Does the 100 in the User Agent break anything?
About Me: Paul Kinlan
I lead the Chrome Developer Relations team at Google.
We want people to have the best experience possible on the web without having to install a native app or produce content in a walled garden.
Our team tries to make it easier for developers to build on the web by supporting every Chrome release, creating great content to support developers on web.dev, contributing to MDN, helping to improve browser compatibility, and some of the best developer tools like Lighthouse, Workbox, Squoosh to name just a few.
MDN created Browser Compat Data and it's a goldmine. We should be using it a lot more
I'm in the lucky position that our team is very productive and we've built a lot of amazing tools on NPM that developers for the most part love to use. The manager in me likes to quickly get a picture of how the web is doing, and how the work that our team does is going, so I end up building a lot of dashboards. One area that was a frustration was that I would have to go through each of our teams NPM modules by hand and see how they are doing.
How do we get your feedback in to the Chrome Web Platform team?
I wanted the functionality of Squoosh, but in my web app. Here's how I did it.
It should be easier to put an image on the page.
I want to share my thinking with you, and to refine my thoughts with feedback from developers.
After the Chrome Dev Summit, I had the chance to take some time off and spend it with my family, and during the downtime I got to think about all that has happened over the last year. I'm incredibly proud of my team and how they responded to the crisis that hit the world this year - we built tools like web.dev/covid to give developers advice on how to keep sites up and running, set up a forum for public services support during the lock-downs; ran web.
The web is a powerful thing, with the right capabilities you can create tools and services that can be deployed without a central authority and can also deeply integrate with the peoples devices. I love being able to tinker and scratch an itch quickly. The itch in question was that I'm a heavy user of .new domains and I wanted a quick way to have access to them on my Android home screen so that I can start a task without having to find the app, go through its menus and then create the "new" thing.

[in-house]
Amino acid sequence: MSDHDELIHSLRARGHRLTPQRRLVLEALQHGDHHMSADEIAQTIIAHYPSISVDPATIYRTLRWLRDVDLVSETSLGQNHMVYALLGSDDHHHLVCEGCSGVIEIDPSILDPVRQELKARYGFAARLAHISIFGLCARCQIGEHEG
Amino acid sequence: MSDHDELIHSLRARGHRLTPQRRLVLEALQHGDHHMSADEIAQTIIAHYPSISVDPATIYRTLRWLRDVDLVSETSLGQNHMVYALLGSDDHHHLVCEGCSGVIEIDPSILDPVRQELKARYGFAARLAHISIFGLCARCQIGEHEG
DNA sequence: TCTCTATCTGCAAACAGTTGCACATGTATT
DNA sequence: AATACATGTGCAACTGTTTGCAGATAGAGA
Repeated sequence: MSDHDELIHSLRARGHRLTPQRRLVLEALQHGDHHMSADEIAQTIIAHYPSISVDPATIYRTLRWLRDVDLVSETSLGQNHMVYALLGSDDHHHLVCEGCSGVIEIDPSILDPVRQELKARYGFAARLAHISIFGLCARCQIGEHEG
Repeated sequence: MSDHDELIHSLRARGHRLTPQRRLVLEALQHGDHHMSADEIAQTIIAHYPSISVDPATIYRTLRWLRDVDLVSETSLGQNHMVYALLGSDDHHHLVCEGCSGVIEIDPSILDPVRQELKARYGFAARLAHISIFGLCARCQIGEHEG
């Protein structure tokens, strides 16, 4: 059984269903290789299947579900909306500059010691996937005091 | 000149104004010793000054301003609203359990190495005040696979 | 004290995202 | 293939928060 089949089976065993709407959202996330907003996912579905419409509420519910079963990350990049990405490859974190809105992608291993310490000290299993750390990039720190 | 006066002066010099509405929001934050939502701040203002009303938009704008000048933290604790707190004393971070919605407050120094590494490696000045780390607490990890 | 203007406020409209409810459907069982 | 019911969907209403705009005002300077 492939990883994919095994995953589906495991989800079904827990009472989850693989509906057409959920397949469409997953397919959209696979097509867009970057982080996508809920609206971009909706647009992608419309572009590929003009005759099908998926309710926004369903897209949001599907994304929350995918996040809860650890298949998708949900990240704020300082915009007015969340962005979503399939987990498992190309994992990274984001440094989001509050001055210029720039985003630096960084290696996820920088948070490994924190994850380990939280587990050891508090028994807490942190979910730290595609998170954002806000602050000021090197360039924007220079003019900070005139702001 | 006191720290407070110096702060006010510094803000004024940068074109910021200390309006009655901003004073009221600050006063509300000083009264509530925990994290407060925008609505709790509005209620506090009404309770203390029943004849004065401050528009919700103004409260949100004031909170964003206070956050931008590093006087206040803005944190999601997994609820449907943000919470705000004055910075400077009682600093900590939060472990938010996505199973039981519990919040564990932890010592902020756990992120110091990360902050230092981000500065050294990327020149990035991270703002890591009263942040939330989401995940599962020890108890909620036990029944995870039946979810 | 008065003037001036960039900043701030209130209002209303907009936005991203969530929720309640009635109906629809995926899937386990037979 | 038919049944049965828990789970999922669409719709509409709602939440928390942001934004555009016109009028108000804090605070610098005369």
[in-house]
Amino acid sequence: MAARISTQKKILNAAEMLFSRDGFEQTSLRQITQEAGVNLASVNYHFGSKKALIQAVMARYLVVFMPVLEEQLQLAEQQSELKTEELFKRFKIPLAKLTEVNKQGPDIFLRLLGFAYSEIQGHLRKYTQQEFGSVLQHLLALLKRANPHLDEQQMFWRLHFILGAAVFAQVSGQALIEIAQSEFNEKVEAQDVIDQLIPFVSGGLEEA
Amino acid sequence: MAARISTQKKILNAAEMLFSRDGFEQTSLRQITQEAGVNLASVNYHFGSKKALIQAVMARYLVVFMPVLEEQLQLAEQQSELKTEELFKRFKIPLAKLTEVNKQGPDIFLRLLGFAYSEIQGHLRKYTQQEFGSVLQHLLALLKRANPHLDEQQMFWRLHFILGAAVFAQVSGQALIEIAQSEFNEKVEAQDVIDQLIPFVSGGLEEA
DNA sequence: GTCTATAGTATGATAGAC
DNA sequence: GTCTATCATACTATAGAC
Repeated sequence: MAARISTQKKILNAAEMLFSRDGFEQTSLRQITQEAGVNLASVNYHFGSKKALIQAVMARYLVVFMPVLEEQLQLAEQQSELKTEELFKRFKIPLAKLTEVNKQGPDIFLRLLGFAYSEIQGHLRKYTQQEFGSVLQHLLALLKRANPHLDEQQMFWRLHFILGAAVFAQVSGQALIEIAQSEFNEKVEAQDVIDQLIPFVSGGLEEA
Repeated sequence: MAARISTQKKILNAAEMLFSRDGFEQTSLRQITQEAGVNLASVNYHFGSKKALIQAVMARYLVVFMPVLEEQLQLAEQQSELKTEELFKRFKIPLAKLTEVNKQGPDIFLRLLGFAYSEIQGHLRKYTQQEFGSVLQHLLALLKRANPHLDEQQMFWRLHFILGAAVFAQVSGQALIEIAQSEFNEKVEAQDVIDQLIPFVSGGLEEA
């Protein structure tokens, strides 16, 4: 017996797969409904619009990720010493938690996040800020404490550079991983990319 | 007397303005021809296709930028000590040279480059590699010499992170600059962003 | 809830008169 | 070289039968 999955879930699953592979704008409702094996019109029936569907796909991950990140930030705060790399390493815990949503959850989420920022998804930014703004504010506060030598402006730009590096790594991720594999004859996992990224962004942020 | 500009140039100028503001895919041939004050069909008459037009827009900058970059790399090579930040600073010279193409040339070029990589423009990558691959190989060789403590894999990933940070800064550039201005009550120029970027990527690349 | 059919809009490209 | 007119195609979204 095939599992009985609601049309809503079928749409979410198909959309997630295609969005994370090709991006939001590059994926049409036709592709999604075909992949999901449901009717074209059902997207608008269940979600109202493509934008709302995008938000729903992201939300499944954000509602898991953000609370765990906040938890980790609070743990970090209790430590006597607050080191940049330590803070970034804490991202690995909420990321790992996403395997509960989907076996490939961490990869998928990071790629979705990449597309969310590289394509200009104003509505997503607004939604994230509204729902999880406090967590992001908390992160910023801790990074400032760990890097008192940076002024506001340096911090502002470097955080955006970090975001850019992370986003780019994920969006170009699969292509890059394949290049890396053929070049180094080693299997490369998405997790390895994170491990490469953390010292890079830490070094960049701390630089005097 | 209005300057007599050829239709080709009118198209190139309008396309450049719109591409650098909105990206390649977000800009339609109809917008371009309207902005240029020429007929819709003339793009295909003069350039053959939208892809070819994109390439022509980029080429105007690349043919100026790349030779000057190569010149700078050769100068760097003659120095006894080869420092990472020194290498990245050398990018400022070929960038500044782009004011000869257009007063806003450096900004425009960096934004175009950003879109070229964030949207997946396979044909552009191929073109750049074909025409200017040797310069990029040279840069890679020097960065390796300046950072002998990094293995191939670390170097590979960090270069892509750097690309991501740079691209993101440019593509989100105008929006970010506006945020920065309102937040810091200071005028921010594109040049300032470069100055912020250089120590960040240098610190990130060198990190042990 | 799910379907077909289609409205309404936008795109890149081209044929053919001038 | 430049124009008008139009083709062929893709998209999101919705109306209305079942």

My daughter is attending nursery school and every day they post photos of the baby to a special portal so we can see what she has been doing. The web site, is, err, well... functional. However they block the ability to download the photos in their UI, I've no clue why, but it's super frustrating. I love Bookmarklet because they let me quickly augment a site without having to build a full extension, and this is no exception.
I run a static site, it's built with Hugo and hosted on the edge with Vercel. Sometimes, I just want to include a small piece of server-side logic (Copyright notice anyone?) without having to spin up a complex node server or api endpoints. Sometimes I want to be able to drop a small piece of dynamic content in one single page on my static site. That's what I loved about Apache mod_include.
I've been learning a bit of Japanese for a little while now and whilst I find it very hard, I was quite happy to have read this book to my daughter today though!
I'm currently building a simple web app and I needed a simple templating engine that can stream dynamically generated responses to the network. It's hard to build sites that are fast. One known pattern for building sites that render quickly is to ensure that the browser gets the HTML as quickly as possible. Yet, many of the tools (middleware and templating engines) that developers use to build sites wait for the response from the server application to be completely created before they are put on to the wire and send to the client.
Idly browsing the web whilst I'm on paternity leave and saw that I have a lot of open tabs. :D
I thought this was rather cool and I discovered it by accident, but it looks like Twitter implemented shortcuts. It's great to see web sites and web apps being able to do things that users expect installed applications to be able to do.
I love view-source, it's a nifty super power of the web that nearly all mobile browsers are trying to kill. Not exactly sure why. View-source is what got me into web development because I could see how other people structured their pages, and at the time I started web development it was pretty much the only way to debug web pages. I've also been using my iPad Pro whilst I am not at work for the next month or so.
Sometimes when I am on my mobile, I just want quick access to the JS console so that I can see what is going on inside the web page: Does the page have any logs, warnings or errors etc; without having to plug my phone into a laptop and hooking up to Chrome DevTools. I really wish you could use DevTools more easily on a mobile device. That being said, I have a partial solution that solves my problem.